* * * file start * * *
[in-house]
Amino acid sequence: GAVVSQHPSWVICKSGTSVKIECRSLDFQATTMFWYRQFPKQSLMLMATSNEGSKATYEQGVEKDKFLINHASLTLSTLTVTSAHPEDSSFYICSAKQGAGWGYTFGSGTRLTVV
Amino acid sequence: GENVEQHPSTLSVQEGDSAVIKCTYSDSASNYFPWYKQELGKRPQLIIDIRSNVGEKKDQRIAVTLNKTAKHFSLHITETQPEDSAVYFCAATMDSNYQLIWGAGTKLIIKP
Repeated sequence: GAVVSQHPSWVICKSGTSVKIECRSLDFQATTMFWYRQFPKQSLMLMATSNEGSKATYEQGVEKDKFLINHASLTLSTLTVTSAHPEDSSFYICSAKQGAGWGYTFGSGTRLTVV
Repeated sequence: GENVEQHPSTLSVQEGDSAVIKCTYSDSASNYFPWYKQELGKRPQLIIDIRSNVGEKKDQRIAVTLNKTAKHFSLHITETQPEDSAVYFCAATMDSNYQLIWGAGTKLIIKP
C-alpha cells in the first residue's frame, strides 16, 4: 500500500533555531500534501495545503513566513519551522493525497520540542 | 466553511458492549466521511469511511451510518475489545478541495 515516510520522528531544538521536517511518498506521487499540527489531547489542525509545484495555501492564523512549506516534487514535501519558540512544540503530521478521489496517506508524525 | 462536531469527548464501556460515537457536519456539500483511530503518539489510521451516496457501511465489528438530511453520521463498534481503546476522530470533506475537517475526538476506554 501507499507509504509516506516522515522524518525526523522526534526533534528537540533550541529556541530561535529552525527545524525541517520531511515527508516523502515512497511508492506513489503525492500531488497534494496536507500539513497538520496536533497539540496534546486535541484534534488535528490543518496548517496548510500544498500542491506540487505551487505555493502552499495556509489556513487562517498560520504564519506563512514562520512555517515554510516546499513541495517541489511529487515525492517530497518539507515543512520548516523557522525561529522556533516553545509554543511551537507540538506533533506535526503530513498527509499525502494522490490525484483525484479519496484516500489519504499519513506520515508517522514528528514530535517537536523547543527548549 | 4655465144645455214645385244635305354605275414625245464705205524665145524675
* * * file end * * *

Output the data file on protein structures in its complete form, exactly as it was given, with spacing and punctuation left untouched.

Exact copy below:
[in-house]
Amino acid sequence: GAVVSQHPSWVICKSGTSVKIECRSLDFQATTMFWYRQFPKQSLMLMATSNEGSKATYEQGVEKDKFLINHASLTLSTLTVTSAHPEDSSFYICSAKQGAGWGYTFGSGTRLTVV
Amino acid sequence: GENVEQHPSTLSVQEGDSAVIKCTYSDSASNYFPWYKQELGKRPQLIIDIRSNVGEKKDQRIAVTLNKTAKHFSLHITETQPEDSAVYFCAATMDSNYQLIWGAGTKLIIKP
Repeated sequence: GAVVSQHPSWVICKSGTSVKIECRSLDFQATTMFWYRQFPKQSLMLMATSNEGSKATYEQGVEKDKFLINHASLTLSTLTVTSAHPEDSSFYICSAKQGAGWGYTFGSGTRLTVV
Repeated sequence: GENVEQHPSTLSVQEGDSAVIKCTYSDSASNYFPWYKQELGKRPQLIIDIRSNVGEKKDQRIAVTLNKTAKHFSLHITETQPEDSAVYFCAATMDSNYQLIWGAGTKLIIKP
C-alpha cells in the first residue's frame, strides 16, 4: 500500500533555531500534501495545503513566513519551522493525497520540542 | 466553511458492549466521511469511511451510518475489545478541495 515516510520522528531544538521536517511518498506521487499540527489531547489542525509545484495555501492564523512549506516534487514535501519558540512544540503530521478521489496517506508524525 | 462536531469527548464501556460515537457536519456539500483511530503518539489510521451516496457501511465489528438530511453520521463498534481503546476522530470533506475537517475526538476506554 501507499507509504509516506516522515522524518525526523522526534526533534528537540533550541529556541530561535529552525527545524525541517520531511515527508516523502515512497511508492506513489503525492500531488497534494496536507500539513497538520496536533497539540496534546486535541484534534488535528490543518496548517496548510500544498500542491506540487505551487505555493502552499495556509489556513487562517498560520504564519506563512514562520512555517515554510516546499513541495517541489511529487515525492517530497518539507515543512520548516523557522525561529522556533516553545509554543511551537507540538506533533506535526503530513498527509499525502494522490490525484483525484479519496484516500489519504499519513506520515508517522514528528514530535517537536523547543527548549 | 4655465144645455214645385244635305354605275414625245464705205524665145524675